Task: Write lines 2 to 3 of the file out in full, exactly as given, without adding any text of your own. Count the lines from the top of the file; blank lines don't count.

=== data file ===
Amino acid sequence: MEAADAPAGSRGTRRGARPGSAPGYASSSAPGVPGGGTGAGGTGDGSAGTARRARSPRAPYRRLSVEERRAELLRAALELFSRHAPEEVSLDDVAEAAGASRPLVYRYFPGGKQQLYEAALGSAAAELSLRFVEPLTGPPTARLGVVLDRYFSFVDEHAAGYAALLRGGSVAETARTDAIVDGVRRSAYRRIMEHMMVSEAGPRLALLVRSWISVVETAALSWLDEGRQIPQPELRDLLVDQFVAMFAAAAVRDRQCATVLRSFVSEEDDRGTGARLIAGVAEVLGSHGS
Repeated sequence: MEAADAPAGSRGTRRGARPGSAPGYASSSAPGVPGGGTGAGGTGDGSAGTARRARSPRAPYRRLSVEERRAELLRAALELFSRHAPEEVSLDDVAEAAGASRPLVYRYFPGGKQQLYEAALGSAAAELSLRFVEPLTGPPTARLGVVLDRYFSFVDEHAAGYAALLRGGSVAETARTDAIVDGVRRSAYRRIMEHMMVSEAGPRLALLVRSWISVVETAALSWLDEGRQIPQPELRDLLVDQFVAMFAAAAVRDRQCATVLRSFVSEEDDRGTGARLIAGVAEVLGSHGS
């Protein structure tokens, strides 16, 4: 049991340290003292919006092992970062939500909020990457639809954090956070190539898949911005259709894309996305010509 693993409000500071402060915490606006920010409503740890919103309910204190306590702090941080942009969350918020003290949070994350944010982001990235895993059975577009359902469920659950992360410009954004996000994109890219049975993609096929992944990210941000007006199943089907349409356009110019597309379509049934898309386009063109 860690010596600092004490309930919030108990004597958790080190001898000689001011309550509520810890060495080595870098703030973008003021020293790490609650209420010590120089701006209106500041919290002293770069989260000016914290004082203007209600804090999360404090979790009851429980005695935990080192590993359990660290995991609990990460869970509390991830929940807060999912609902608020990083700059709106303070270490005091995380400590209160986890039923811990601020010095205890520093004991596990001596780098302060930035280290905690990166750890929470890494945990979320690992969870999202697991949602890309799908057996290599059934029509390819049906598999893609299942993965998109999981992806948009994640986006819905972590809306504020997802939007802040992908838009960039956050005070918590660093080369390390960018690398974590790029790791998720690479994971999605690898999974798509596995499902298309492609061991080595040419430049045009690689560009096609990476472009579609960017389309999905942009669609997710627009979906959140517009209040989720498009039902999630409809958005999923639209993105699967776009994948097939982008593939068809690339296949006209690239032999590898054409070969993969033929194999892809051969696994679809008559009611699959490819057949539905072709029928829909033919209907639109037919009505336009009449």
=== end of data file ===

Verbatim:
Repeated sequence: MEAADAPAGSRGTRRGARPGSAPGYASSSAPGVPGGGTGAGGTGDGSAGTARRARSPRAPYRRLSVEERRAELLRAALELFSRHAPEEVSLDDVAEAAGASRPLVYRYFPGGKQQLYEAALGSAAAELSLRFVEPLTGPPTARLGVVLDRYFSFVDEHAAGYAALLRGGSVAETARTDAIVDGVRRSAYRRIMEHMMVSEAGPRLALLVRSWISVVETAALSWLDEGRQIPQPELRDLLVDQFVAMFAAAAVRDRQCATVLRSFVSEEDDRGTGARLIAGVAEVLGSHGS
């Protein structure tokens, strides 16, 4: 049991340290003292919006092992970062939500909020990457639809954090956070190539898949911005259709894309996305010509 693993409000500071402060915490606006920010409503740890919103309910204190306590702090941080942009969350918020003290949070994350944010982001990235895993059975577009359902469920659950992360410009954004996000994109890219049975993609096929992944990210941000007006199943089907349409356009110019597309379509049934898309386009063109 860690010596600092004490309930919030108990004597958790080190001898000689001011309550509520810890060495080595870098703030973008003021020293790490609650209420010590120089701006209106500041919290002293770069989260000016914290004082203007209600804090999360404090979790009851429980005695935990080192590993359990660290995991609990990460869970509390991830929940807060999912609902608020990083700059709106303070270490005091995380400590209160986890039923811990601020010095205890520093004991596990001596780098302060930035280290905690990166750890929470890494945990979320690992969870999202697991949602890309799908057996290599059934029509390819049906598999893609299942993965998109999981992806948009994640986006819905972590809306504020997802939007802040992908838009960039956050005070918590660093080369390390960018690398974590790029790791998720690479994971999605690898999974798509596995499902298309492609061991080595040419430049045009690689560009096609990476472009579609960017389309999905942009669609997710627009979906959140517009209040989720498009039902999630409809958005999923639209993105699967776009994948097939982008593939068809690339296949006209690239032999590898054409070969993969033929194999892809051969696994679809008559009611699959490819057949539905072709029928829909033919209907639109037919009505336009009449």